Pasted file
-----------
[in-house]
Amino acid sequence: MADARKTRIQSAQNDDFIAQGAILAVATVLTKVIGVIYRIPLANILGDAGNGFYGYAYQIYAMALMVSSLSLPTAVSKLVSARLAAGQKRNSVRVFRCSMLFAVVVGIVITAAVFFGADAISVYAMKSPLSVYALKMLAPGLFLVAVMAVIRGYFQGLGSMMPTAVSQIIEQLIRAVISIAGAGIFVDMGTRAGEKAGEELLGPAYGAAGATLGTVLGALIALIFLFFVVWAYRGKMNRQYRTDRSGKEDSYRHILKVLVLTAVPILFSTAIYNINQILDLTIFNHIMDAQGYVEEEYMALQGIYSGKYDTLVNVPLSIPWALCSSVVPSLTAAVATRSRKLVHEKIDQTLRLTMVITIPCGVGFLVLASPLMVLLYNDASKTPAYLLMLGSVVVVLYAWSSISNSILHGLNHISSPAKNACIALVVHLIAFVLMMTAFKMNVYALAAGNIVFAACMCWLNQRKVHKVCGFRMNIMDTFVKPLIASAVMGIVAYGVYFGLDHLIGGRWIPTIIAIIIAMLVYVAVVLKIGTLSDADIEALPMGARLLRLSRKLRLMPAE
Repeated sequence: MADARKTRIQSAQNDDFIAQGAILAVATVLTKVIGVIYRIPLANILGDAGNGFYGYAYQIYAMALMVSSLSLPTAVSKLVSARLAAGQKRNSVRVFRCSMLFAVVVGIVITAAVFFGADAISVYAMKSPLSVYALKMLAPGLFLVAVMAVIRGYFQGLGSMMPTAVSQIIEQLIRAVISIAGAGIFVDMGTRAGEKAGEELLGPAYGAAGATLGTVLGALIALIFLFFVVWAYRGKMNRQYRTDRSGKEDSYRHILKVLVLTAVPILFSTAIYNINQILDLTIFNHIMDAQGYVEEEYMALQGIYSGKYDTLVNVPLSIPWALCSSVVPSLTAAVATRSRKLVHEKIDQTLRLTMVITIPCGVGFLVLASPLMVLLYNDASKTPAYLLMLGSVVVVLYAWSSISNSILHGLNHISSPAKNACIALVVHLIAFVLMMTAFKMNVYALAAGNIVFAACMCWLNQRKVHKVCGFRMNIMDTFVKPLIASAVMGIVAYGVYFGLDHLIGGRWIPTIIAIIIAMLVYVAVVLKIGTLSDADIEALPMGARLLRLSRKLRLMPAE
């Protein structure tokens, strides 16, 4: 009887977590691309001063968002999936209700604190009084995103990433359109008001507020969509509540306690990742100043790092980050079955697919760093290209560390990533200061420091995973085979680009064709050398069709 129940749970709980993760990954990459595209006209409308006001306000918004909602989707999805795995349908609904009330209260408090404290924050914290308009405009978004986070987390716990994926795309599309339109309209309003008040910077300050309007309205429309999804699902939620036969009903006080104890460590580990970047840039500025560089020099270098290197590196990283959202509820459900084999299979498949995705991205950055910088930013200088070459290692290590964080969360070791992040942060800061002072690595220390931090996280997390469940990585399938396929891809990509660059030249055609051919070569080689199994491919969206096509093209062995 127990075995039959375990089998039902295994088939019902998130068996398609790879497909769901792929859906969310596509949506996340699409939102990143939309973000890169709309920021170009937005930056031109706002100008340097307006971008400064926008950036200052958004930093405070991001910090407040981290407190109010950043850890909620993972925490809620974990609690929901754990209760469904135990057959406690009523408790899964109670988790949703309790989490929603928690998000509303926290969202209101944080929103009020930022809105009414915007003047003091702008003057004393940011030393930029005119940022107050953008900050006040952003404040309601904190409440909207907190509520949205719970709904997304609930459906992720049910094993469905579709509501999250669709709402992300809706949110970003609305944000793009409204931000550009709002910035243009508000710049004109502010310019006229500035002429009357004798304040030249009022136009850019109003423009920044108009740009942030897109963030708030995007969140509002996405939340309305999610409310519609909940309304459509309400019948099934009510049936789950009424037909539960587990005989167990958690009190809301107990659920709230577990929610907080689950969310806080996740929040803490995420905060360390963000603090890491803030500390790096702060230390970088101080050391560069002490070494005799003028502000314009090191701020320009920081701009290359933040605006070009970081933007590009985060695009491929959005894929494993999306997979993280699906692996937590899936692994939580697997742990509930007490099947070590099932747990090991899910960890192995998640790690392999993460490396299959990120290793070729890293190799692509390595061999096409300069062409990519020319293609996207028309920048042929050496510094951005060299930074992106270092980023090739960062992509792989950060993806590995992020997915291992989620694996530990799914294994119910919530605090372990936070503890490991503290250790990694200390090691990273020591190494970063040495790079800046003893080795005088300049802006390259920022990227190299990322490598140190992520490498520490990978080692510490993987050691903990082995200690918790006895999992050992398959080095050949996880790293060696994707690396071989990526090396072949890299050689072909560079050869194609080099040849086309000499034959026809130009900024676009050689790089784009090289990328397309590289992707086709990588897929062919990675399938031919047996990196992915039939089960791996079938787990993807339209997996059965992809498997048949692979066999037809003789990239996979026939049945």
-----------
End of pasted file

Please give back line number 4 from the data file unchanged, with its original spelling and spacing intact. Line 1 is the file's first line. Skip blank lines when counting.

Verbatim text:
């Protein structure tokens, strides 16, 4: 009887977590691309001063968002999936209700604190009084995103990433359109008001507020969509509540306690990742100043790092980050079955697919760093290209560390990533200061420091995973085979680009064709050398069709 129940749970709980993760990954990459595209006209409308006001306000918004909602989707999805795995349908609904009330209260408090404290924050914290308009405009978004986070987390716990994926795309599309339109309209309003008040910077300050309007309205429309999804699902939620036969009903006080104890460590580990970047840039500025560089020099270098290197590196990283959202509820459900084999299979498949995705991205950055910088930013200088070459290692290590964080969360070791992040942060800061002072690595220390931090996280997390469940990585399938396929891809990509660059030249055609051919070569080689199994491919969206096509093209062995 127990075995039959375990089998039902295994088939019902998130068996398609790879497909769901792929859906969310596509949506996340699409939102990143939309973000890169709309920021170009937005930056031109706002100008340097307006971008400064926008950036200052958004930093405070991001910090407040981290407190109010950043850890909620993972925490809620974990609690929901754990209760469904135990057959406690009523408790899964109670988790949703309790989490929603928690998000509303926290969202209101944080929103009020930022809105009414915007003047003091702008003057004393940011030393930029005119940022107050953008900050006040952003404040309601904190409440909207907190509520949205719970709904997304609930459906992720049910094993469905579709509501999250669709709402992300809706949110970003609305944000793009409204931000550009709002910035243009508000710049004109502010310019006229500035002429009357004798304040030249009022136009850019109003423009920044108009740009942030897109963030708030995007969140509002996405939340309305999610409310519609909940309304459509309400019948099934009510049936789950009424037909539960587990005989167990958690009190809301107990659920709230577990929610907080689950969310806080996740929040803490995420905060360390963000603090890491803030500390790096702060230390970088101080050391560069002490070494005799003028502000314009090191701020320009920081701009290359933040605006070009970081933007590009985060695009491929959005894929494993999306997979993280699906692996937590899936692994939580697997742990509930007490099947070590099932747990090991899910960890192995998640790690392999993460490396299959990120290793070729890293190799692509390595061999096409300069062409990519020319293609996207028309920048042929050496510094951005060299930074992106270092980023090739960062992509792989950060993806590995992020997915291992989620694996530990799914294994119910919530605090372990936070503890490991503290250790990694200390090691990273020591190494970063040495790079800046003893080795005088300049802006390259920022990227190299990322490598140190992520490498520490990978080692510490993987050691903990082995200690918790006895999992050992398959080095050949996880790293060696994707690396071989990526090396072949890299050689072909560079050869194609080099040849086309000499034959026809130009900024676009050689790089784009090289990328397309590289992707086709990588897929062919990675399938031919047996990196992915039939089960791996079938787990993807339209997996059965992809498997048949692979066999037809003789990239996979026939049945």